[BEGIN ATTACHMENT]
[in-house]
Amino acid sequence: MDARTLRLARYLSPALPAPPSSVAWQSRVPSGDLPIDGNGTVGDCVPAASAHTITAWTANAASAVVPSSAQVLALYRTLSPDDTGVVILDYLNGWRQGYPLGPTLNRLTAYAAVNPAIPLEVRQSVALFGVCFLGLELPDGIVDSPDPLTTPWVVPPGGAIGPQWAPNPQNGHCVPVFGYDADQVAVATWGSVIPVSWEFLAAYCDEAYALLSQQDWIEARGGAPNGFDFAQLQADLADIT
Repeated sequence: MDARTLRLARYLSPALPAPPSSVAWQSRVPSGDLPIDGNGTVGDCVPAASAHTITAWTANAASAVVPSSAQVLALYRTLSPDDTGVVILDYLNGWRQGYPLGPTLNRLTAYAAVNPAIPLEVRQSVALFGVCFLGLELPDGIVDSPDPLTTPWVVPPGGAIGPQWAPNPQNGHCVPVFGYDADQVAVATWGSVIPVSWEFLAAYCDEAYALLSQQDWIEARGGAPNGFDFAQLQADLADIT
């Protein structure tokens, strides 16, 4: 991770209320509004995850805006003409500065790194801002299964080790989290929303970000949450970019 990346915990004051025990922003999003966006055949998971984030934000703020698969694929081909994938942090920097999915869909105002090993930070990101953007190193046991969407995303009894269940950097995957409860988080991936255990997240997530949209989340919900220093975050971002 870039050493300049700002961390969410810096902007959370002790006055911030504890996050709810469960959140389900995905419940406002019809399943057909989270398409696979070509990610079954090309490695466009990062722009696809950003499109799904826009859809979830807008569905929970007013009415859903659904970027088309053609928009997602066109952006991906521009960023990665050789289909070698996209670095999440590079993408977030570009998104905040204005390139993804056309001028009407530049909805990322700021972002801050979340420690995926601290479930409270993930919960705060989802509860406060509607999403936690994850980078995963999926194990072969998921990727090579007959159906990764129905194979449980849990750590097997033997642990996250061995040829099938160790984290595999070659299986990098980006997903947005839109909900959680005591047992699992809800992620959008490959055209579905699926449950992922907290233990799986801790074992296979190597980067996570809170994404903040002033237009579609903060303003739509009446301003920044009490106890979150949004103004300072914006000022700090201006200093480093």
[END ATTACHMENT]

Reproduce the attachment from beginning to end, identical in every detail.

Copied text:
[in-house]
Amino acid sequence: MDARTLRLARYLSPALPAPPSSVAWQSRVPSGDLPIDGNGTVGDCVPAASAHTITAWTANAASAVVPSSAQVLALYRTLSPDDTGVVILDYLNGWRQGYPLGPTLNRLTAYAAVNPAIPLEVRQSVALFGVCFLGLELPDGIVDSPDPLTTPWVVPPGGAIGPQWAPNPQNGHCVPVFGYDADQVAVATWGSVIPVSWEFLAAYCDEAYALLSQQDWIEARGGAPNGFDFAQLQADLADIT
Repeated sequence: MDARTLRLARYLSPALPAPPSSVAWQSRVPSGDLPIDGNGTVGDCVPAASAHTITAWTANAASAVVPSSAQVLALYRTLSPDDTGVVILDYLNGWRQGYPLGPTLNRLTAYAAVNPAIPLEVRQSVALFGVCFLGLELPDGIVDSPDPLTTPWVVPPGGAIGPQWAPNPQNGHCVPVFGYDADQVAVATWGSVIPVSWEFLAAYCDEAYALLSQQDWIEARGGAPNGFDFAQLQADLADIT
């Protein structure tokens, strides 16, 4: 991770209320509004995850805006003409500065790194801002299964080790989290929303970000949450970019 990346915990004051025990922003999003966006055949998971984030934000703020698969694929081909994938942090920097999915869909105002090993930070990101953007190193046991969407995303009894269940950097995957409860988080991936255990997240997530949209989340919900220093975050971002 870039050493300049700002961390969410810096902007959370002790006055911030504890996050709810469960959140389900995905419940406002019809399943057909989270398409696979070509990610079954090309490695466009990062722009696809950003499109799904826009859809979830807008569905929970007013009415859903659904970027088309053609928009997602066109952006991906521009960023990665050789289909070698996209670095999440590079993408977030570009998104905040204005390139993804056309001028009407530049909805990322700021972002801050979340420690995926601290479930409270993930919960705060989802509860406060509607999403936690994850980078995963999926194990072969998921990727090579007959159906990764129905194979449980849990750590097997033997642990996250061995040829099938160790984290595999070659299986990098980006997903947005839109909900959680005591047992699992809800992620959008490959055209579905699926449950992922907290233990799986801790074992296979190597980067996570809170994404903040002033237009579609903060303003739509009446301003920044009490106890979150949004103004300072914006000022700090201006200093480093």